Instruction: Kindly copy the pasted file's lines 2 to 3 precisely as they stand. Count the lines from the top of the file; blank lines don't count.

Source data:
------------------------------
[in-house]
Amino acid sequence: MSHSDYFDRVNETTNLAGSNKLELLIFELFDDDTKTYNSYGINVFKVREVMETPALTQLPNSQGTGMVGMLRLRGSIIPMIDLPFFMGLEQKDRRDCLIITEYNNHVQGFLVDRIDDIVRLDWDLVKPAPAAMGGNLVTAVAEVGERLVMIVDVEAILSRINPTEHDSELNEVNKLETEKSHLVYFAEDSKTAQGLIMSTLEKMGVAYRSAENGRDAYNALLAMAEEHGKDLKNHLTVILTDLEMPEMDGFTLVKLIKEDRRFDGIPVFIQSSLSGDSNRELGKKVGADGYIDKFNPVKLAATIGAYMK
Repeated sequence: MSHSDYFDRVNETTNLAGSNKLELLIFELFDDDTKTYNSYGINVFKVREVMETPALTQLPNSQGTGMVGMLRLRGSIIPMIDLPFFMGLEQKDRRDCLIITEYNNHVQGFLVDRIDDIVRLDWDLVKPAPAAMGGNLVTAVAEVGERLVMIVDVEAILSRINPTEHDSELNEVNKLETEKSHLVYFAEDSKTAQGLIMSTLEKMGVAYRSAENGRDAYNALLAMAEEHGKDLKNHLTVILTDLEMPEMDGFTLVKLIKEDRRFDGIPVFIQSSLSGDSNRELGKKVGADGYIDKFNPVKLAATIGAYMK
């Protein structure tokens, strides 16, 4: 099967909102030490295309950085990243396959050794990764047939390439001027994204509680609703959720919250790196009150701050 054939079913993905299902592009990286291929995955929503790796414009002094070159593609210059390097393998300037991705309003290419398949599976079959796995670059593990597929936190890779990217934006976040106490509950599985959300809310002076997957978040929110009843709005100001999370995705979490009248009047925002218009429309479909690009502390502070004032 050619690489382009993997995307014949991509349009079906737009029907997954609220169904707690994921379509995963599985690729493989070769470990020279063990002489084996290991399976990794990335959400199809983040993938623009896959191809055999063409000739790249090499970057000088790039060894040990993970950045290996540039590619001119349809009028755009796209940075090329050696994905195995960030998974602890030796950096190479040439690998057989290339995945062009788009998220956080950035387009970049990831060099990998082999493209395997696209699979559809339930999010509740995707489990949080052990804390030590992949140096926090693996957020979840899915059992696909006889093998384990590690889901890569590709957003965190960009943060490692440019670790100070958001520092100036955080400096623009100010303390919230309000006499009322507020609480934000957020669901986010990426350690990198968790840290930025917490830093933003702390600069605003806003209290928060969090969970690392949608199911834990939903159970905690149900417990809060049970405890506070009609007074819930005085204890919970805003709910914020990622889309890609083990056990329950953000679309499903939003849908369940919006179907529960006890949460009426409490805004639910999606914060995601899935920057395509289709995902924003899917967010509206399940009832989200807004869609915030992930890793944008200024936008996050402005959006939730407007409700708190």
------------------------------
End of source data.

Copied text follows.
Amino acid sequence: MSHSDYFDRVNETTNLAGSNKLELLIFELFDDDTKTYNSYGINVFKVREVMETPALTQLPNSQGTGMVGMLRLRGSIIPMIDLPFFMGLEQKDRRDCLIITEYNNHVQGFLVDRIDDIVRLDWDLVKPAPAAMGGNLVTAVAEVGERLVMIVDVEAILSRINPTEHDSELNEVNKLETEKSHLVYFAEDSKTAQGLIMSTLEKMGVAYRSAENGRDAYNALLAMAEEHGKDLKNHLTVILTDLEMPEMDGFTLVKLIKEDRRFDGIPVFIQSSLSGDSNRELGKKVGADGYIDKFNPVKLAATIGAYMK
Repeated sequence: MSHSDYFDRVNETTNLAGSNKLELLIFELFDDDTKTYNSYGINVFKVREVMETPALTQLPNSQGTGMVGMLRLRGSIIPMIDLPFFMGLEQKDRRDCLIITEYNNHVQGFLVDRIDDIVRLDWDLVKPAPAAMGGNLVTAVAEVGERLVMIVDVEAILSRINPTEHDSELNEVNKLETEKSHLVYFAEDSKTAQGLIMSTLEKMGVAYRSAENGRDAYNALLAMAEEHGKDLKNHLTVILTDLEMPEMDGFTLVKLIKEDRRFDGIPVFIQSSLSGDSNRELGKKVGADGYIDKFNPVKLAATIGAYMK